"Quick, Watson, quick! Get it back again!" The wooden lid was replaced, and the drugget had only just been drawn straight when Lestrade's voice was heard in the passage. He found Holmes leaning languidly against the mantelpiece, resigned and patient, endeavouring to conceal his irrepressible yawns.
"Sorry to keep you waiting, Mr. Holmes. I can see that you are bored to death with the whole affair. Well, he has confessed, all right. Come in here, MacPherson. Let these gentlemen hear of your most inexcusable conduct."
The big constable, very hot and penitent, sidled into the room.
"I meant no harm, sir, I'm sure. The young woman came to the door last evening -- mistook the house, she did. And then we got talking. It's lonesome, when you're on duty here all day."
"Well, what happened then?"
"She wanted to see where the crime was done -- had read about it in the papers, she said. She was a very respectable, well-spoken young woman, sir, and I saw no harm in letting her have a peep. When she saw that mark on the carpet, down she dropped on the floor, and lay as if she were dead. I ran to the back and got some water, but I could not bring her to. Then I went round the corner to the Ivy Plant for some brandy, and by the time I had brought it back the young woman had recovered and was off -- ashamed of herself, I dare say, and dared not face me."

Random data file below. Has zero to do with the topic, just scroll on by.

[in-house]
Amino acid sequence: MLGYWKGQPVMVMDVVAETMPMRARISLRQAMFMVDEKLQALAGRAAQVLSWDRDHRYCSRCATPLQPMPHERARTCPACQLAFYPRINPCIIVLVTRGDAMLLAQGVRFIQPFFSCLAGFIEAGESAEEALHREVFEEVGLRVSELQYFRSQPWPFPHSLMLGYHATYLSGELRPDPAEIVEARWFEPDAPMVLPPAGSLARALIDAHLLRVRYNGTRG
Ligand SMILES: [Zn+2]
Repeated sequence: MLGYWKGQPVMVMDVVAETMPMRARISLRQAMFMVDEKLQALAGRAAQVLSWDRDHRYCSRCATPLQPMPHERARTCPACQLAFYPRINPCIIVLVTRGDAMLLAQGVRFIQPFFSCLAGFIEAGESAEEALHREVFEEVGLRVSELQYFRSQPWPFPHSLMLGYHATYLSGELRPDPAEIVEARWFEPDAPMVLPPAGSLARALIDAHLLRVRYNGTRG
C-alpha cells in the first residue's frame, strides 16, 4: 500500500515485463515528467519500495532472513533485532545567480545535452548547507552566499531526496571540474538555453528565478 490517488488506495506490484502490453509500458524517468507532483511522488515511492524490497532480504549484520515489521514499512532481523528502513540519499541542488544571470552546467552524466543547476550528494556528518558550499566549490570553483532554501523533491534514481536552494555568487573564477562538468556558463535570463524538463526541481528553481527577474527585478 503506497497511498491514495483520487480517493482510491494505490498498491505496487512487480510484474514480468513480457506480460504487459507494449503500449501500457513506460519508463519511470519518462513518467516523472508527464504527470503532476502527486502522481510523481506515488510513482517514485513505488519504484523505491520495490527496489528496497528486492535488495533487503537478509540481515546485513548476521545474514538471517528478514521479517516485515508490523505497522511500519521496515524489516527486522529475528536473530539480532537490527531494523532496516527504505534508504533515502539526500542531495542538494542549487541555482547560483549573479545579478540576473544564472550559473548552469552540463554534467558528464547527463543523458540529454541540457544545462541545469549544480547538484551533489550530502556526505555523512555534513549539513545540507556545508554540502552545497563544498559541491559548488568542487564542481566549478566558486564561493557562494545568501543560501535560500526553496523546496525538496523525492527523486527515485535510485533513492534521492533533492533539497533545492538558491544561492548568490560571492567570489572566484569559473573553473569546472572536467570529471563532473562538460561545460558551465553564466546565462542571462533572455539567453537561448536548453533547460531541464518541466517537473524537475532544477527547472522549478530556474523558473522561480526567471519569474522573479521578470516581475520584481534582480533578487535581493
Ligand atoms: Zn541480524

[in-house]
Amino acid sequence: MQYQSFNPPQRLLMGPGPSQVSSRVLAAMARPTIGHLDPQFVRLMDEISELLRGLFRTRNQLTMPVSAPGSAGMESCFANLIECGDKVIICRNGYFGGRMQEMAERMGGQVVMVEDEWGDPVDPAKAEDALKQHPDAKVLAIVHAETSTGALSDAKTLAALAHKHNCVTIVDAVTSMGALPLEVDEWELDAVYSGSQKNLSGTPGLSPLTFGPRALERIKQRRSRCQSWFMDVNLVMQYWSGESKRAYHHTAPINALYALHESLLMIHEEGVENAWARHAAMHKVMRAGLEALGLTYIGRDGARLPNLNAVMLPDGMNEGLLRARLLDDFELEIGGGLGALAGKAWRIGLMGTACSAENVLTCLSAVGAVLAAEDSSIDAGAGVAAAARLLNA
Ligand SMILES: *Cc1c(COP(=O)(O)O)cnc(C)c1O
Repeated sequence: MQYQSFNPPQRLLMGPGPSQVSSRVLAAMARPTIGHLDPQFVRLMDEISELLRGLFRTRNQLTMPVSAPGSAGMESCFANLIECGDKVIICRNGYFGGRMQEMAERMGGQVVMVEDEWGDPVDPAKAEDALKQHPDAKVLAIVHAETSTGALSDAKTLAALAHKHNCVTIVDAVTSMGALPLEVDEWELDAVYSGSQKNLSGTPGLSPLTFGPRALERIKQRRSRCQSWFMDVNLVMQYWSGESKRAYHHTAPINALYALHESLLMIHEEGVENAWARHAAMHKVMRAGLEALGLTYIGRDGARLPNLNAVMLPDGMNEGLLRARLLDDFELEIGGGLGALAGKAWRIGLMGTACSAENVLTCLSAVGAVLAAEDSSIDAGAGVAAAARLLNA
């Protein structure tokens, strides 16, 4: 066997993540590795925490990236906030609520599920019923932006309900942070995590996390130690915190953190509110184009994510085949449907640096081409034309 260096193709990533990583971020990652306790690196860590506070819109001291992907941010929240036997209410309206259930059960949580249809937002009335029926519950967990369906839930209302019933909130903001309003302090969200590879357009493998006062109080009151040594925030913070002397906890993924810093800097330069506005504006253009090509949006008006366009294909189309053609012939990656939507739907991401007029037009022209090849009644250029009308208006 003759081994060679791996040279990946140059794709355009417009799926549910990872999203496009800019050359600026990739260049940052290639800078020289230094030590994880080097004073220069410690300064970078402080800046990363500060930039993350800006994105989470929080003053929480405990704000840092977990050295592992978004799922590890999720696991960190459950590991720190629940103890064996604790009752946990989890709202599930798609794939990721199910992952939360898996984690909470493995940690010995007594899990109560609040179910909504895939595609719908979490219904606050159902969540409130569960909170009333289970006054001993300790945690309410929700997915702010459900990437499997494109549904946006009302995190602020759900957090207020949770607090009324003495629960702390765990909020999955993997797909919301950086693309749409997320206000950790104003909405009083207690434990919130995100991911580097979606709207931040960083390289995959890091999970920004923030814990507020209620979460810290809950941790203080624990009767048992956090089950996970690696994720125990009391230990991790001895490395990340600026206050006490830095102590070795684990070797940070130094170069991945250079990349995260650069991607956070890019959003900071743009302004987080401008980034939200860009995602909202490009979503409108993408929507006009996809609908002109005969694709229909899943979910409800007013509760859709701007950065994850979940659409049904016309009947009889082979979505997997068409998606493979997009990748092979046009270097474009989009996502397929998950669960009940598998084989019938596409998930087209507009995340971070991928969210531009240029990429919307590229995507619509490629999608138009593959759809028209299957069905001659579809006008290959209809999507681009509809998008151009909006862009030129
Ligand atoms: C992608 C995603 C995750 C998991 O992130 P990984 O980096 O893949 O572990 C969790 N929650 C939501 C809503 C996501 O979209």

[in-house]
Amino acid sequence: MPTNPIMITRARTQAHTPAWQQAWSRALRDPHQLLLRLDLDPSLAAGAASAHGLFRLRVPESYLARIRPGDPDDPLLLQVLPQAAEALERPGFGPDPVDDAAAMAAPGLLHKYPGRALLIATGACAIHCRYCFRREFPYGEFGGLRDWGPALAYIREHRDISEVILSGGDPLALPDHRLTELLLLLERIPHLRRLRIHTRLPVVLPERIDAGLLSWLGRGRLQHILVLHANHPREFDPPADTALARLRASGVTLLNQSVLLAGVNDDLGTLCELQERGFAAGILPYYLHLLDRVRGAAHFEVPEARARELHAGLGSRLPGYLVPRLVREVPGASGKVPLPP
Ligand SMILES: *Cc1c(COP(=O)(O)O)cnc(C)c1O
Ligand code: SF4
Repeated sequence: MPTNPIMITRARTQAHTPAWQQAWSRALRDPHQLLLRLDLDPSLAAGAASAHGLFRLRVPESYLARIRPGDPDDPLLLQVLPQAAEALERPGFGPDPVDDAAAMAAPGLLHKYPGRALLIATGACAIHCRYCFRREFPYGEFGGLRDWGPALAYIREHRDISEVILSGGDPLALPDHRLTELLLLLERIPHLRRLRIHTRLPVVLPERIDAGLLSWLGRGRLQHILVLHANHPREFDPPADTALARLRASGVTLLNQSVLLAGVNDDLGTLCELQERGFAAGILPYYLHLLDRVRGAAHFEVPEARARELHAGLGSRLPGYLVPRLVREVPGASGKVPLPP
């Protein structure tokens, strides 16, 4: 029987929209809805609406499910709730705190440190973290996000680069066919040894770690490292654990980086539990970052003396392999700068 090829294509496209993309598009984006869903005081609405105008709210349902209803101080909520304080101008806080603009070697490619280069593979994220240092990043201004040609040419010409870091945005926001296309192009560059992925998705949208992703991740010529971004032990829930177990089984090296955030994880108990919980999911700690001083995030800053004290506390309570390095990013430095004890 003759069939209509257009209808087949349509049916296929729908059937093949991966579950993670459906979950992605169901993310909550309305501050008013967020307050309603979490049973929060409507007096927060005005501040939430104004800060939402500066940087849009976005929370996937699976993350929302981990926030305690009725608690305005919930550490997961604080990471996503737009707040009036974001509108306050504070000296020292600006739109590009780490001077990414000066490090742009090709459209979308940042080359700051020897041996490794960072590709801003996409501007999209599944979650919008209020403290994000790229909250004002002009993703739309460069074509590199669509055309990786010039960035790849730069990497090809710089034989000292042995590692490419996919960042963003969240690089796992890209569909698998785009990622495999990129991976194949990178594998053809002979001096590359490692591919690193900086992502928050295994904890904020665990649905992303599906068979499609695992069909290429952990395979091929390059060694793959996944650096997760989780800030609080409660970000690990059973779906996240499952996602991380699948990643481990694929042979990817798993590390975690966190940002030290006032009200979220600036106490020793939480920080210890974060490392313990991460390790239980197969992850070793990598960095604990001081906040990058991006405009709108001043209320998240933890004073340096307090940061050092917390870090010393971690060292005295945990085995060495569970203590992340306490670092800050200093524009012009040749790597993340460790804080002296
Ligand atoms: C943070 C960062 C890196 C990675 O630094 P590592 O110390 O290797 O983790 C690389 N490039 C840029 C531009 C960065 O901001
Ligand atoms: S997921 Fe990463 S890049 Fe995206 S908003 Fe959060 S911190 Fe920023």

"How about moving that drugget?"
"Well, sir, it was a bit rumpled, certainly, when I came back. You see, she fell on it, and it lies on a polished floor with nothing to keep it in place. I straightened it out afterwards."
"It's a lesson to you that you can't deceive me, Constable MacPherson," said Lestrade, with dignity. "No doubt you thought that your breach of duty could never be discovered, and yet a mere glance at that drugget was enough to convince me that someone had been admitted to the room. It's lucky for you, my man, that nothing is missing, or you would find yourself in Queer Street. I'm sorry to have called you down over such a petty business, Mr. Holmes, but I thought the point of the second stain not corresponding with the first would interest you."
"Certainly, it was most interesting. Has this woman only been here once, constable?"
"Yes, sir, only once."
"Who was she?"
"Don't know the name, sir. Was answering an advertisement about type-writing, and came to the wrong number -- very pleasant, genteel young woman, sir."
"Yes, sir; she was a well-grown young woman. I suppose you might say she was handsome. Perhaps some would say she was very handsome. `Oh, officer, do let me have a peep!' says she. She had pretty, coaxing ways, as you might say, and I thought there was no harm in letting her just put her head through the door."
"How was she dressed?"
"Quiet, sir -- a long mantle down to her feet."
"What time was it?"
"It was just growing dusk at the time. They were lighting the lamps as I came back with the brandy."
"Very good," said Holmes. "Come, Watson, I think that we have more important work elsewhere."
As we left the house Lestrade remained in the front room, while the repentant constable opened the door to let us out. Holmes turned on the step and held up something in his hand. The constable stared intently.